I had visited the next station Swakopmund several times during our stay and as expected we took the loop towards the station and Salt company sidings rather than the avoiding line. More passengers’ boarded, but surprisingly we waited for the full time tabled 20 minutes leaving at 22:35 instead of the booked 20:45 departure. We re-joined the avoiding line and headed noisily out of town. By now Batman had finished and the second film of the night “The Last Airbender” began.
I began dozing off now, seemingly waking up each time the locos shut off power and the rest of the train catching up with the locos due to the amount of slack in the couplings.
We left Arandis at 00:27 instead of the booked 22:30 and Usakos at 00:45 instead of 22:45, but couldn’t make out the 2 foot gauge NGG15 “Kalahari” that I had seen and photographed a few days earlier. I was asleep when we arrived at Kranzberg which is the junction for the line to the north of the country. A very heavy bang woke me up. I latter realised that we had an extra container wagon at the front of the train so guess this was where we gained it, the time tabled stop was from 01:05 to 01:35. We departed at 03:10, we were now beginning to make up time, being only 95 minutes late now, but we didn’t know what was in store for us!
At around 04:00 I woke up as we arrived at Karibib and noticed that we were passing the” Desert express “ luxury tourist train, we should have departed here at 02:20. I fell asleep again soon afterwards, but woke up again to the news that a train had broken down on the single line in front of us and that there were locos on their way from Windhoek to rescue the stricken train, that was the good news, the bad news was that the earliest that we would get to Windhoek would be around 11:00! Things were not looking good for the combined Railway Museum and depot visit that had been arranged for 08:00!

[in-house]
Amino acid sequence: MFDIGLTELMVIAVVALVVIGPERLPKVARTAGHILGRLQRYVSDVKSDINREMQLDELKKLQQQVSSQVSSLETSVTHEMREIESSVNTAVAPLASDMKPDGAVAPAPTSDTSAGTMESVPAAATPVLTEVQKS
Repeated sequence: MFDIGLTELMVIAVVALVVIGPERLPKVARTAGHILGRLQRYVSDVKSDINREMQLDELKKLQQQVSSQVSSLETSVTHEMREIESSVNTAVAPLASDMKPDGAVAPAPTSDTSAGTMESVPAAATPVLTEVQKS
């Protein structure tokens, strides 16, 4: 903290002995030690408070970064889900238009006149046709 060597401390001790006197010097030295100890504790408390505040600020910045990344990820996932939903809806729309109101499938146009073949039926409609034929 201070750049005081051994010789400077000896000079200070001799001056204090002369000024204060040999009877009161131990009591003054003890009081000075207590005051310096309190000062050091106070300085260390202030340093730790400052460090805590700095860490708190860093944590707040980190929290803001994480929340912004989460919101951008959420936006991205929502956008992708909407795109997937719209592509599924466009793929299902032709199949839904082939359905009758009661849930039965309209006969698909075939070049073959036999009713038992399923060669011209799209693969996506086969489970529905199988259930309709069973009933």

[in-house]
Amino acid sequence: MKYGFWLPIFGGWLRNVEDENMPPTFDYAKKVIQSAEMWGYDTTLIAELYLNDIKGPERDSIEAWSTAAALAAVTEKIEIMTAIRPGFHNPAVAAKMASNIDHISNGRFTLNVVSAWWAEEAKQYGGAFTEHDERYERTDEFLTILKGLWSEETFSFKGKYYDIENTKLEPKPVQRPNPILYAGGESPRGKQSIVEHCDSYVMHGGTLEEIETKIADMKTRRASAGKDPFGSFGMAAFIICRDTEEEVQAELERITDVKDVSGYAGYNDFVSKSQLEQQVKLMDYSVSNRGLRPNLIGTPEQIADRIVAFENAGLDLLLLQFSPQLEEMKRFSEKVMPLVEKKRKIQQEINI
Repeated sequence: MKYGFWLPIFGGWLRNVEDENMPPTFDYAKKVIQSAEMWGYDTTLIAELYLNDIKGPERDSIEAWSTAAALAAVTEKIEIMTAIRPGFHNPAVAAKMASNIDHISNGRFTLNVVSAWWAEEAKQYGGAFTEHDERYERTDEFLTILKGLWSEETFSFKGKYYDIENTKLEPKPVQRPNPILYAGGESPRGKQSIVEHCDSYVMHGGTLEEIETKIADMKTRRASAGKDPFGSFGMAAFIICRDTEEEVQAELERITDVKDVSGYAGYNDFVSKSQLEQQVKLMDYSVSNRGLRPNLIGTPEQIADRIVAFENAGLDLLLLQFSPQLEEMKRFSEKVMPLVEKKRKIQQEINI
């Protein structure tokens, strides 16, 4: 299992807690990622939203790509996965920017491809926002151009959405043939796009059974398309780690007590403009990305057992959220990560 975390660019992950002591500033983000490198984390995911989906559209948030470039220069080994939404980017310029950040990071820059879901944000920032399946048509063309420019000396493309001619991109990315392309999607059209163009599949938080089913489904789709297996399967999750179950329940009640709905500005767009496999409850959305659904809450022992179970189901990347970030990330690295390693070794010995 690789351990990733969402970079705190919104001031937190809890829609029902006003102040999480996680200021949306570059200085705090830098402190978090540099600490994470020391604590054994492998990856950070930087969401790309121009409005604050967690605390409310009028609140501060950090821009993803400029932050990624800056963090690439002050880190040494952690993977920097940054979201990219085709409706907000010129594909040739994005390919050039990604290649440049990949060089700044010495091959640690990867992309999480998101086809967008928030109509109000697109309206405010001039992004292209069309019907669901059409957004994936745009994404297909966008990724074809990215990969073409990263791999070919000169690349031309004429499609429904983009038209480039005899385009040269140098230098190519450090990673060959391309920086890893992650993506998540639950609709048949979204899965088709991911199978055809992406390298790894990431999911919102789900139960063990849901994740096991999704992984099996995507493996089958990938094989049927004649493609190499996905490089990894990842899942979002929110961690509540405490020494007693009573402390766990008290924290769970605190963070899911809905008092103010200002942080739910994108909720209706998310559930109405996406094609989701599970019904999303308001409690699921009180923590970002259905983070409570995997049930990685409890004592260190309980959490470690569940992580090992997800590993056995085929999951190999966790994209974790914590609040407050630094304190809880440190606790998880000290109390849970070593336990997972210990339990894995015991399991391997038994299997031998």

The sun rose soon after 06:00, so it was time to look around outside and maybe find out some more news. The driver expected us to be at Karibib for around two more hours, so this would give plenty of time to explore the immediate area. Due to the position of the sun it was difficult to photograph the tourist train.
Although nothing was moving on the railway there was plenty of road traffic on the parallel B2 road which runs close to the railway from Swakopmund to Windhoek, would I catch a glimpse of the girls passing by?
Some of the passengers tried their luck at hitching a lift to Windhoek, but most stayed put.
Around 07:40 the sounds of an approaching train could be heard, soon after a lone GE No 464 struggled in to the station with train No 9908, Thursday nights 19:55 Windhoek to Walvis Bay train. Although timetabled to be 5 hours into its journey, it was already around 7 hours late at this point with at least 7 more hours to go!